Unless the communication to the crowd is "He gave himself up." That sounds like a country song, not like an explanation for a football review. With 3:10 to go in the 4th, with Arizona up 27-24, Eli Manning threw a pass over the middle to Victor Cruz. Cruz caught the ball, and a Cardinal tried to tackle him. Cruz stayed up, and ran forward. With bad footing, Cruz fell to the ground. When Cruz stood up, he didn't have the ball. Arizona dove on the ball, because the whistle didn't blow. Bogar and his officials (wait for the cherry on top) ruled that it was still Giants ball. The Cardinals players were freaking out, because the rookie receiver just stood up without being touched without the ball. With zero timeouts and about 3 minutes to go, 1 first down would end the game for the Cardinals. Whisenhunt this time threw the challenge flag correctly and then Bogar and his officials decided that Cruz by diving forward (aka falling) on his stomach and then standing up gave himself up, and that Arizona couldn't review the play. The next play, Manning threw to Nicks for the winning TD.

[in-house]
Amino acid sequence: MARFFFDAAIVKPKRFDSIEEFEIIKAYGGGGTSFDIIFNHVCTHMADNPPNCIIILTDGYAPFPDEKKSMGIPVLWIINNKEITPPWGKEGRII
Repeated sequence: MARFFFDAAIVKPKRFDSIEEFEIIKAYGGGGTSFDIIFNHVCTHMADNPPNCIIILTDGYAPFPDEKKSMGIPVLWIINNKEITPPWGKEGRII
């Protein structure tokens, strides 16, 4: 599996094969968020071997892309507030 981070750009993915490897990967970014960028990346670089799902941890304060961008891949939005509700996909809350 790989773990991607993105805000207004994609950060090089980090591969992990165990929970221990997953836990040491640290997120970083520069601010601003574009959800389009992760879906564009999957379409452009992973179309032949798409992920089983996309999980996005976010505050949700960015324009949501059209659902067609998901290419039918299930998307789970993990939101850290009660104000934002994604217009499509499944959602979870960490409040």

Where do I begin here? The concept of surrendering or giving yourself up does exist. If a QB or player slides feet first, that is one way. The second way is to kneel down with the ball. Falling on your face head first without being touched and then standing up without the ball is not one of those ways. The call even made Mike Pereira go dizzy and he's a big pro referee explain away analyst. How Bogar could come up with that as his rationale played a big factor in the Cardinals losing the game. Not completely, but it didn't help. Maybe Bogar was confused and looked to his back judge to help give him clarity on the rule.

His back judge is Tony Steratore. I'm not making that up. The Steratores appear to be successful businessmen running a Sanitary Supplies company. On the weekend, they are using the supplies to clean up the crappy calls they make. The job is tough, the criticism isn't easy either, deal with it.